Earlier this year, all 161 focus companies of the Climate Action 100+, including the 47 notified this month, were informed that they would be benchmarked on their climate progress against a set of key indicators that reflect the goals of the initiative. Paris-aligned corporate lobbying a key indicator in which corporate progress will be assessed. The full assessment — Climate Action 100+ Net- Zero Company Benchmark — is set to be released in early 2021.

“The urgency of the climate crisis means that companies must not only take bold in-house actions to reduce emissions to net-zero and improve governance of climate risk, they must also look beyond their four walls and publicly advocate for federal and state policies to mitigate climate change,” said Ceres CEO and President Mindy Lubber and member of the Climate Action 100+ global steering committee. “Investors are looking at those advocacy efforts and if corporate trade association lobbying matches what companies are publicly stating.”

Over the past year, growing numbers of investors have asked companies to increase disclosure of direct and indirect lobbying activities. During the 2020 U.S. proxy season, shareholder proposals asking companies to disclose how their climate lobbying aligns with the goals of the Paris Agreement received record high investor support. One resolution, filed by BNP Paribas Asset Management, won a first-ever 53% majority vote at Chevron Corp., including voting support from the largest asset manager — BlackRock. Similar proposals won 46% vote in favor at Delta Air Lines and 31% in favor at United Airlines.  Where investors have not seen progress from company engagements, it is expected that similar resolutions will be filed for the 2021 season.

At many companies, these investor engagements on climate lobbying have succeeded in improving disclosure. In Europe, at least 15 companies, including BP, Equinor, Shell, and Total, have published analyses of their trade associations’ positions on climate change and their degree of alignment with the company’s support for the Paris Agreement. Several of these companies have also decided to leave certain trade associations where they have identified misalignment.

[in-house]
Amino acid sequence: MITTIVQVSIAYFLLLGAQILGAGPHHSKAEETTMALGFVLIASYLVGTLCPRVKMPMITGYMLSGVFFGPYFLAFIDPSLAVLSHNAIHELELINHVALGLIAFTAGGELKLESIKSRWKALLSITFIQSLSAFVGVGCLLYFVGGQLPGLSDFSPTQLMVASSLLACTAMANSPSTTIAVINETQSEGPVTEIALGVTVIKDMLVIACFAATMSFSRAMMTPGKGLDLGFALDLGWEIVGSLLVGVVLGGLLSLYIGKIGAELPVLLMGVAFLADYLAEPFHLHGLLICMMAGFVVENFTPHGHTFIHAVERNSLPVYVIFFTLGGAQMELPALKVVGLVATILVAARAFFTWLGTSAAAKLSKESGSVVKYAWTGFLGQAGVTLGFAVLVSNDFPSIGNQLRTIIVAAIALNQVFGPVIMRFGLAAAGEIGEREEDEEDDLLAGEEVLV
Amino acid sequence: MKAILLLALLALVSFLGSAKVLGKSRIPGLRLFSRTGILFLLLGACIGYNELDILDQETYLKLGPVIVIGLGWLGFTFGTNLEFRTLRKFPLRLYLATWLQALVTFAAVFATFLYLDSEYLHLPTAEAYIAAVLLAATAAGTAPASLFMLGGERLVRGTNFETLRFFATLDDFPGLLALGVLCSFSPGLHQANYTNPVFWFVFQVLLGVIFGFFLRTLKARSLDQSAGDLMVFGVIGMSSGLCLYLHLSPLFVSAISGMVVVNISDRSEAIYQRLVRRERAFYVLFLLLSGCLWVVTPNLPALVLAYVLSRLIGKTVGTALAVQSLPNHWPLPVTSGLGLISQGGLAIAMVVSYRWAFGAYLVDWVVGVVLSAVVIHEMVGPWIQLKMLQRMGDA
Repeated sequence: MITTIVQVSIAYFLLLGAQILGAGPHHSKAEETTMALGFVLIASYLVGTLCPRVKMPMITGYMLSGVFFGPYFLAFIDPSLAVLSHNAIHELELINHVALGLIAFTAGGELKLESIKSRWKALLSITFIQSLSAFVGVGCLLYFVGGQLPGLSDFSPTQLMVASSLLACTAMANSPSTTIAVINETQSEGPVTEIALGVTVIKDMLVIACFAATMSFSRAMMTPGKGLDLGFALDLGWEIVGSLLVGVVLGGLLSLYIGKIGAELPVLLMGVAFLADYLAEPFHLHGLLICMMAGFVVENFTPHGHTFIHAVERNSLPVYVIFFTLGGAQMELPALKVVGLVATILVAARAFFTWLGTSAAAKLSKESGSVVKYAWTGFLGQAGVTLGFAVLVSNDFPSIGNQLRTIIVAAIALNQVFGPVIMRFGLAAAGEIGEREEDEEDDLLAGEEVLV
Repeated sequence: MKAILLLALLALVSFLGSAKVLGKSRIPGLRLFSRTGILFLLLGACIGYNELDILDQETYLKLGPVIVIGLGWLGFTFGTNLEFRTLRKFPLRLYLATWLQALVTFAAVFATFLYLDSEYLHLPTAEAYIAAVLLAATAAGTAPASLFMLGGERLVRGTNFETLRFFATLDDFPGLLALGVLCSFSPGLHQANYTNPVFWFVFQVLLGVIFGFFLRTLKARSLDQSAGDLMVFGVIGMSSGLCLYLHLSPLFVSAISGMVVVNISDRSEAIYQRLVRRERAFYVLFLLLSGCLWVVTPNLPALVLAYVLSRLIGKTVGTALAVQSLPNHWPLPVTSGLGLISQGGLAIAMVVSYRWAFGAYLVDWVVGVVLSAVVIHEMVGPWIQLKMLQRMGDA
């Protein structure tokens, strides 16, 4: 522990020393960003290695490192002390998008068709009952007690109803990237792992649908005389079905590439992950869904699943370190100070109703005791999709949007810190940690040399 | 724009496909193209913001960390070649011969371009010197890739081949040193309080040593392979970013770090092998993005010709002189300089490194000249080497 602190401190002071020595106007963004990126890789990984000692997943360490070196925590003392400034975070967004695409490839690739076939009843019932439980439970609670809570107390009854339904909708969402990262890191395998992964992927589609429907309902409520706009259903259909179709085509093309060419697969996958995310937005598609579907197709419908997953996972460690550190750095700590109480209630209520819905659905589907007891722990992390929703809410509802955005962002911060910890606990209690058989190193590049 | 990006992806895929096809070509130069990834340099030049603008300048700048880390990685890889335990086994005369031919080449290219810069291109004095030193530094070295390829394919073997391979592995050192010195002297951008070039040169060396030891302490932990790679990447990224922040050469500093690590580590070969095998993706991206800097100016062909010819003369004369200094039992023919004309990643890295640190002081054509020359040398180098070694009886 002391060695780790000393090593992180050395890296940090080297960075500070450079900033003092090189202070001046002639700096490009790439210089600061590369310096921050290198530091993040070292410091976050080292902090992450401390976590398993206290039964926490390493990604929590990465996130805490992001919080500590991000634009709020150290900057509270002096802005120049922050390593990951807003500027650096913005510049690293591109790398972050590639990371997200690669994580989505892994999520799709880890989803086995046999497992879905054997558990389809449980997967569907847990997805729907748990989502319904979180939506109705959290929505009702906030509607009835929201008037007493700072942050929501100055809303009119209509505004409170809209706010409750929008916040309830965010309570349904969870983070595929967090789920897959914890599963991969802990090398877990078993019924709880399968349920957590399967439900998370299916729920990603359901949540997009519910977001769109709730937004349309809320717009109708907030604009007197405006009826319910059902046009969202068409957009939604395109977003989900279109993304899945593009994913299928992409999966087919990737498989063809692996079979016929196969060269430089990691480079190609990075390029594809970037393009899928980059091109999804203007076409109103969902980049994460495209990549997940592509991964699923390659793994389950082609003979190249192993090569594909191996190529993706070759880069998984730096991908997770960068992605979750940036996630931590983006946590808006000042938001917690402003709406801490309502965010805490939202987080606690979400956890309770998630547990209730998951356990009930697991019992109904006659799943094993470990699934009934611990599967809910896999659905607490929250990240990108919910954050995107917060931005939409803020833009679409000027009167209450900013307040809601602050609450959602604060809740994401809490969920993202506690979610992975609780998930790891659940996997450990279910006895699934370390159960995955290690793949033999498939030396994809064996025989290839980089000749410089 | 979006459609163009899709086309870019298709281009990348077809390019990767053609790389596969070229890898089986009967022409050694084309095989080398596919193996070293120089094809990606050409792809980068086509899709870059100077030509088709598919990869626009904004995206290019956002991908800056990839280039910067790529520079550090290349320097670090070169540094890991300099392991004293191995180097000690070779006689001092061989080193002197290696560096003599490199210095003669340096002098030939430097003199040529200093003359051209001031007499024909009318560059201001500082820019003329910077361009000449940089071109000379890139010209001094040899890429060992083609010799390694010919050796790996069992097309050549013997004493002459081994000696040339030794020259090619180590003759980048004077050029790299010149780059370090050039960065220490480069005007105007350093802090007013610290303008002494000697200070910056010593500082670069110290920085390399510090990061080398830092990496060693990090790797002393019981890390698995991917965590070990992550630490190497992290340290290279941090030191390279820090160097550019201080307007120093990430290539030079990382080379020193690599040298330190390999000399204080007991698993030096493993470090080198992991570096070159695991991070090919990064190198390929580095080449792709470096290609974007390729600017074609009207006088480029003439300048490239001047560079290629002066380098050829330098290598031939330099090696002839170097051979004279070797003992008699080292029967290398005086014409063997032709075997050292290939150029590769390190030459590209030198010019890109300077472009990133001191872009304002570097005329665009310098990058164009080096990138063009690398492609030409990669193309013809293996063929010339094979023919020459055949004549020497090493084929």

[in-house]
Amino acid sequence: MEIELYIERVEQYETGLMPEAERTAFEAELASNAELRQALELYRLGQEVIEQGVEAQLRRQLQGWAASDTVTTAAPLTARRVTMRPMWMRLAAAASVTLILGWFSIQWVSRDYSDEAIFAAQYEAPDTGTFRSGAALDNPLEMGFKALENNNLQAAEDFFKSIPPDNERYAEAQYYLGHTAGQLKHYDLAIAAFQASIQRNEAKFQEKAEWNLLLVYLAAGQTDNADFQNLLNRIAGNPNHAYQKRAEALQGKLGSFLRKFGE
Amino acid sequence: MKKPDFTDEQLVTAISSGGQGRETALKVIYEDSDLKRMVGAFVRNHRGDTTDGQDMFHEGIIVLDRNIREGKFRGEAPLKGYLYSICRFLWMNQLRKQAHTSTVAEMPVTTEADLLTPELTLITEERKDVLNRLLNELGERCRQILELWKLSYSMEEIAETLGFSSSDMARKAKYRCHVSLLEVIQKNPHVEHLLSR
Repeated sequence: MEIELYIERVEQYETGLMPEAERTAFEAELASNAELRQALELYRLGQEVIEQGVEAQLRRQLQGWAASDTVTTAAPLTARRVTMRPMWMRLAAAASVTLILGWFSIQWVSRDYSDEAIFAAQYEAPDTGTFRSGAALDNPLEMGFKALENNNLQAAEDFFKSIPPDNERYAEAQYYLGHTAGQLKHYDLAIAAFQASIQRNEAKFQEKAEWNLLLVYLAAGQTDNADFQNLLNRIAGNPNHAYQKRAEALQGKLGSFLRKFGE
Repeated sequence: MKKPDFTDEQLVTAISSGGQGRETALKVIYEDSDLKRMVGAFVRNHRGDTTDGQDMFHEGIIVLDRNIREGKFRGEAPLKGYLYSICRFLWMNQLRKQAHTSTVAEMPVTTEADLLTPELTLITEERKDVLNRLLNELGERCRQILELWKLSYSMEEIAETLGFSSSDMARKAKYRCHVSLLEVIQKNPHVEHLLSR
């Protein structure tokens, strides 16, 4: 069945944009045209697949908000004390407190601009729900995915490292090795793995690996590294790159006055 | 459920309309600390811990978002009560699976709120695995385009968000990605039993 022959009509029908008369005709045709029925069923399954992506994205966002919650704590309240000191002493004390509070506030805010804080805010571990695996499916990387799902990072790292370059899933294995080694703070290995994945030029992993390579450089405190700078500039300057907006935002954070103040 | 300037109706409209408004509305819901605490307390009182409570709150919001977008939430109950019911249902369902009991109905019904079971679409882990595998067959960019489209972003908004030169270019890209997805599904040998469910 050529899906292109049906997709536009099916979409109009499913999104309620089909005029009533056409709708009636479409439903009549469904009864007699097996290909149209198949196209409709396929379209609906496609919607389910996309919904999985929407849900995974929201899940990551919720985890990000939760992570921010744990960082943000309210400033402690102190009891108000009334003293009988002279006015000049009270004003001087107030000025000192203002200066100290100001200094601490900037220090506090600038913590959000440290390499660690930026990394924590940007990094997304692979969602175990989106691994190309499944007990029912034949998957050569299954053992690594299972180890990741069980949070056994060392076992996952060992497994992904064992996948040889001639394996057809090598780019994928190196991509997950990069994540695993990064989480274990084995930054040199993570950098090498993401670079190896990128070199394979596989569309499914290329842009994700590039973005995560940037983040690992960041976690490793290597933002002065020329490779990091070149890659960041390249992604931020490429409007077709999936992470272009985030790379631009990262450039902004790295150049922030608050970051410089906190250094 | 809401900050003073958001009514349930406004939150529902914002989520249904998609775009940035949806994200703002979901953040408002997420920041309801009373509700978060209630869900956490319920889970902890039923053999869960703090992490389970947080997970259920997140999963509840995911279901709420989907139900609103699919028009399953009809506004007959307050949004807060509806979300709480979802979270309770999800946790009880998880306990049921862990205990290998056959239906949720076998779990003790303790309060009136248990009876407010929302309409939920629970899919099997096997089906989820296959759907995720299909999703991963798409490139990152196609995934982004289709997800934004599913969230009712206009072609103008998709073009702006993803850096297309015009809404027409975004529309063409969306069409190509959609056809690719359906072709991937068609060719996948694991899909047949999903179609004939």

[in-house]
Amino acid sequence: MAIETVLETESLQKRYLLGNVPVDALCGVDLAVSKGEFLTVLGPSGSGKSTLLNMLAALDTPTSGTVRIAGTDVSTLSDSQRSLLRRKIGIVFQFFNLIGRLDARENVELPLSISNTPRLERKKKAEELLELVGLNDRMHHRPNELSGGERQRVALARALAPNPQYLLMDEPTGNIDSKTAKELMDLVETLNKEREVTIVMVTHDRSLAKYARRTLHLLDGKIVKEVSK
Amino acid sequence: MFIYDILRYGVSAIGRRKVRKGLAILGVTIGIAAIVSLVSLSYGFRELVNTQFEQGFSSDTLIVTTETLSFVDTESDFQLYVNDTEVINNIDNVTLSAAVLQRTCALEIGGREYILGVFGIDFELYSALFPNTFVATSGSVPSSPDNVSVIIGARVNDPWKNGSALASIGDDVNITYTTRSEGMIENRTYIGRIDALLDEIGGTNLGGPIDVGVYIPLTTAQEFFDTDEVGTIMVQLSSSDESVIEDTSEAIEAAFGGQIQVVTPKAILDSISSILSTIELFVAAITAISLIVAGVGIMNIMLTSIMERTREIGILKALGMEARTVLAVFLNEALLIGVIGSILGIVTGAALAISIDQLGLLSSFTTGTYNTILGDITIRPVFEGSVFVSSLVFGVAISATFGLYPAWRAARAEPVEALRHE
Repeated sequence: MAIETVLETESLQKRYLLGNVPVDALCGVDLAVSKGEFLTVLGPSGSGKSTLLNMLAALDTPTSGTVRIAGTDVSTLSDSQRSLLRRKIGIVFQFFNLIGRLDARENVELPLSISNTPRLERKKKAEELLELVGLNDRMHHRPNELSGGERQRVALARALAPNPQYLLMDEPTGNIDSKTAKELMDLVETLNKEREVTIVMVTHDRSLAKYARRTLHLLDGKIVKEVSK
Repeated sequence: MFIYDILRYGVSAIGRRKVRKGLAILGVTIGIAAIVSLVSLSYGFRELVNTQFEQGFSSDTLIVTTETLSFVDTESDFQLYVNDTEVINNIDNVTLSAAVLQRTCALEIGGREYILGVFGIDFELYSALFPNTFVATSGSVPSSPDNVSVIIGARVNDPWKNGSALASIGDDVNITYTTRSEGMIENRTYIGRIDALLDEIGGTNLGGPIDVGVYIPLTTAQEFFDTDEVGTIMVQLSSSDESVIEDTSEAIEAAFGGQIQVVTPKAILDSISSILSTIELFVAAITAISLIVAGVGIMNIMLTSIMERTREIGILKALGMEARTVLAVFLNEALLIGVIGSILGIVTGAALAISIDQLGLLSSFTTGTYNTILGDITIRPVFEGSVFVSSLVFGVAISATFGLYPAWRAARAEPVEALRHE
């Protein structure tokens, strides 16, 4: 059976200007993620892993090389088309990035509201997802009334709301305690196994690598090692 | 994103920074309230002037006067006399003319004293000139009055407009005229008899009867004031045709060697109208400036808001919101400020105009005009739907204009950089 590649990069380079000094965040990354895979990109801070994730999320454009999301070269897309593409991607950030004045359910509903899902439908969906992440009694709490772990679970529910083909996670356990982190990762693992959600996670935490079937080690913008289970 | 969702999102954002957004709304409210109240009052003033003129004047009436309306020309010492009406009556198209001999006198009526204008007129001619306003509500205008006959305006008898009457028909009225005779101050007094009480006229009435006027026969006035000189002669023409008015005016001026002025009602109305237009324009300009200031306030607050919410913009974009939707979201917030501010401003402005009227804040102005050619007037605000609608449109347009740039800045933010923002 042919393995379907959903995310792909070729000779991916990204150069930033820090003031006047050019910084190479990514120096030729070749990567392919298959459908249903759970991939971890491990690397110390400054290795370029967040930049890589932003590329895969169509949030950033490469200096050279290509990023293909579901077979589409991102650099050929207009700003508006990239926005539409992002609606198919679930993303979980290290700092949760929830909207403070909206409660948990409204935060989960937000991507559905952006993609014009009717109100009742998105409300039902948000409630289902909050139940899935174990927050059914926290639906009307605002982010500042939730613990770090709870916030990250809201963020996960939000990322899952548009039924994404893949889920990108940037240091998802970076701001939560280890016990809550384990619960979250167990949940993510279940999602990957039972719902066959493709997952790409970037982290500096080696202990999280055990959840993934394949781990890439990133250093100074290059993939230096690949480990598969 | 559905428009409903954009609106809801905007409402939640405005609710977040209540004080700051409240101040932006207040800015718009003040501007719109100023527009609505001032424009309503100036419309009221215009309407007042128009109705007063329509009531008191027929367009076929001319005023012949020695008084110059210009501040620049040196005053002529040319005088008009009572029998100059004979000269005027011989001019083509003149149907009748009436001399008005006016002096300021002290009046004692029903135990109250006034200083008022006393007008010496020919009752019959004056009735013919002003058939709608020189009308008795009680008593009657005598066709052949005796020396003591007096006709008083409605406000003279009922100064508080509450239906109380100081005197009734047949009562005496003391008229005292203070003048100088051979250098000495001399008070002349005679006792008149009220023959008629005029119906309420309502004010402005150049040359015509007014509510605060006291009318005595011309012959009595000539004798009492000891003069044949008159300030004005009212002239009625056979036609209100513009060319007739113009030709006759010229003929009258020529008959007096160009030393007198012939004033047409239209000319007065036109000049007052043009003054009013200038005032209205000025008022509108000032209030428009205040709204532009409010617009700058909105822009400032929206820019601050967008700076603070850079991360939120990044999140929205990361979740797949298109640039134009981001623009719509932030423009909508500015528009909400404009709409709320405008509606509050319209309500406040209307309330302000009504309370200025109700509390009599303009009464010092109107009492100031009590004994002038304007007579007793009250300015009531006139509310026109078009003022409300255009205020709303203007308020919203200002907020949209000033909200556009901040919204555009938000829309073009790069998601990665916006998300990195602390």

“The private sector cannot address the full range of impacts from climate change without strong public policy designed to help stabilize the climate. Companies should establish the Paris Agreement’s goals as their North Star when meeting with regulators and legislators,” said Adam Kanzer, head of stewardship – Americas, BNP Paribas Asset Management. “Their lobbying activities should be consistent with the Paris Agreement and the best available science, well governed and transparent.”

Ceres is a sustainability nonprofit organization working with the most influential investors and companies to build leadership and drive solutions throughout the economy. Through powerful networks and advocacy, Ceres tackles the world’s biggest sustainability challenges, including the climate crisis, water scarcity and pollution, and inequitable workplaces. Ceres is a founding partner of Climate Action 100+ and The Investor Agenda. The Ceres Investor Network includes over 175 institutional investors, managing more than $29 trillion in assets, advancing leading investment practices, corporate engagement strategies, and key policy and regulatory solutions.

Climate Action 100+ is the world’s largest investor initiative on climate, ensuring the world’s largest corporate greenhouse gas emitters take necessary action on climate change. More than 500 investors with more than $47 trillion in assets collectively under management are engaging companies on improving governance, curbing emissions and strengthening climate-related financial disclosures.